Just a Thought on Pipelines
Here's an idea. When a government has to pump billions of dollars into a pipeline because the private sector won't touch it then we should ask "why?"
Kinder Morgan, the Texas doppleganger of the EnRon crew, was preparing to fold its hand on the Trans-Mountain pipeline project. It wasn't a bluff either. Even when Ottawa went to the cowboys with offers of profit guarantees, all it got was nyet. Finally the Trudeau government folded and bought the pipeline for the cowboys' inflated asking price. The rest is rather dreary history.
In the land next door, a frisky premier, Jason Kenney, ignored his government's fiscal embarrassment to cough up 1.5 billion scarce dollars to resuscitate the Keystone XL pipeline. That was an act of desperation. Obama had nixed the deal but there was a new guy in the Oval, Kenney's kindred spirit, Trump. So Kenney went all in and rolled the dice.
If the KXL was such a good deal, what was the private sector overlooking? Why weren't they jumping all over it? It could have been that they knew bitumen was at risk of becoming a stranded asset. Perhaps they realized that the days of high-carbon, low-value sludge were numbered. Whatever they knew, Kenney obviously didn't.
Just as Kenney is left to cry in his beer and moan about nasty Joe, the private sector must be grateful that they dodged that bullet.
This governmental largesse is really just another multi-billion dollar subsidy for an already massively subsidized fossil energy industry. It signals not strength but weakness. The Oil Patch knows how to play that for all it's worth. And, once again, we wind up holding the bag. Well done, Justin. Well done, Jason. Not.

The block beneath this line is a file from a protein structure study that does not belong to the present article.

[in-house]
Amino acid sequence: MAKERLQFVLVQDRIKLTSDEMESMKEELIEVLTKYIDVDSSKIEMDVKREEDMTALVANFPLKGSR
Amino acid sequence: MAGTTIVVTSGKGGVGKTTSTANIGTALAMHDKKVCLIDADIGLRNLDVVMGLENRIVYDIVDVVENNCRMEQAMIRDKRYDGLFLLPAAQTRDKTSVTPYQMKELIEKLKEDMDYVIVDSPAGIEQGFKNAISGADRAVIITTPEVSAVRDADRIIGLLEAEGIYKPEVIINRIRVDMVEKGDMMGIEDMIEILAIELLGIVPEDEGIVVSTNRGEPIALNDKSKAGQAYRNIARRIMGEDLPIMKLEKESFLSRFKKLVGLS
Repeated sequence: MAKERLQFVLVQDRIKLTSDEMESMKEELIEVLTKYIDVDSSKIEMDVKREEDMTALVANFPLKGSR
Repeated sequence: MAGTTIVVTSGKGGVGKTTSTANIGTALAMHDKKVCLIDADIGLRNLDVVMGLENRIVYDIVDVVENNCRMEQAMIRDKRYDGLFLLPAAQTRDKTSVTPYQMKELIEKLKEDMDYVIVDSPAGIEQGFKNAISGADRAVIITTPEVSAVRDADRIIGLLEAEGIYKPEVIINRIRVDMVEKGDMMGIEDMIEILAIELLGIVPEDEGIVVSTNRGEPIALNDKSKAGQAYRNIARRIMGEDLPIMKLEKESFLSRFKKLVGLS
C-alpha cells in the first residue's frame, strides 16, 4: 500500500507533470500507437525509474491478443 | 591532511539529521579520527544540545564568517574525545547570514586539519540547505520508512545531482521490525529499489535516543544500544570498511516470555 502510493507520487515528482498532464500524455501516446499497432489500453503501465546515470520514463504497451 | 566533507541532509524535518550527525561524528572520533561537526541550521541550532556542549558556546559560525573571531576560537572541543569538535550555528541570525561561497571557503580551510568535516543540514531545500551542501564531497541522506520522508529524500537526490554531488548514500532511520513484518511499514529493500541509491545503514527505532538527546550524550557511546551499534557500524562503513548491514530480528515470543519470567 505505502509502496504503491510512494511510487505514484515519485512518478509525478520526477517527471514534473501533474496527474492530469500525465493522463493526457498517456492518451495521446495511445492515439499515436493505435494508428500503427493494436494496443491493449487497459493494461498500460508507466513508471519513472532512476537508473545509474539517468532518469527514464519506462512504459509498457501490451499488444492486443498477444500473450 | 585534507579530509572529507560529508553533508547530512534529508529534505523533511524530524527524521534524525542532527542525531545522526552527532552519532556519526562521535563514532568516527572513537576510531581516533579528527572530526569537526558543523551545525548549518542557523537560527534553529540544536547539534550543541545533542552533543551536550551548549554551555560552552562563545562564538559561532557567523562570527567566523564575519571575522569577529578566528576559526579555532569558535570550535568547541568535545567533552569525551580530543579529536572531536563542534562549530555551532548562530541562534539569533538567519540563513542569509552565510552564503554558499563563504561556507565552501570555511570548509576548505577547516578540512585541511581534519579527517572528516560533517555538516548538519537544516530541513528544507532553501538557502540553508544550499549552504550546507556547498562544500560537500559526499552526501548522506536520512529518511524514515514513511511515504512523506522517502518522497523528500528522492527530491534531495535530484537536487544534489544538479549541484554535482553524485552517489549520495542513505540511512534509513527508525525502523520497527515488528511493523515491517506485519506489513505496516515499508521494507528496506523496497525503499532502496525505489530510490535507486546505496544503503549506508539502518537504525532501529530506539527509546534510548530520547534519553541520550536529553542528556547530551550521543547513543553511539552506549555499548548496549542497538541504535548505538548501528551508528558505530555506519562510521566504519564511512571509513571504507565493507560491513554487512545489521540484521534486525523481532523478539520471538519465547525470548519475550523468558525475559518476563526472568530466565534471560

Today's Globe & Mail is asking the same question: what was Jason Kenney thinking?
Why Mr. Kenney would have sunk $1.5-billion on a dicey proposition ahead of the U.S. election, and with an unstable and unpopular President in office, is bewildering and was grossly irresponsible. The Premier suggested at the time that if the province didn’t step in, then Keystone would not likely get built. Again, all the more reason to take a step back, not forward.
Mr. Kenney is already talking about ways in which the province might be able to recoup some of its Keystone investment, suggesting, for instance, that some of the pipeline that has already been built could be sold for parts. Yes, maybe Ottawa could use them to finish the Trans Mountain pipeline expansion.
It would be funny if it weren’t so tragic.
The Globe's Gary Mason says watch for Kenney to pressure Trudeau to push through the Energy East or Northern Gateway pipelines, anything to let Kenney find a way to blame the entire fiasco on Ottawa.
Meanwhile, Mason's colleague, John Ibbitson, has soiled his drawers.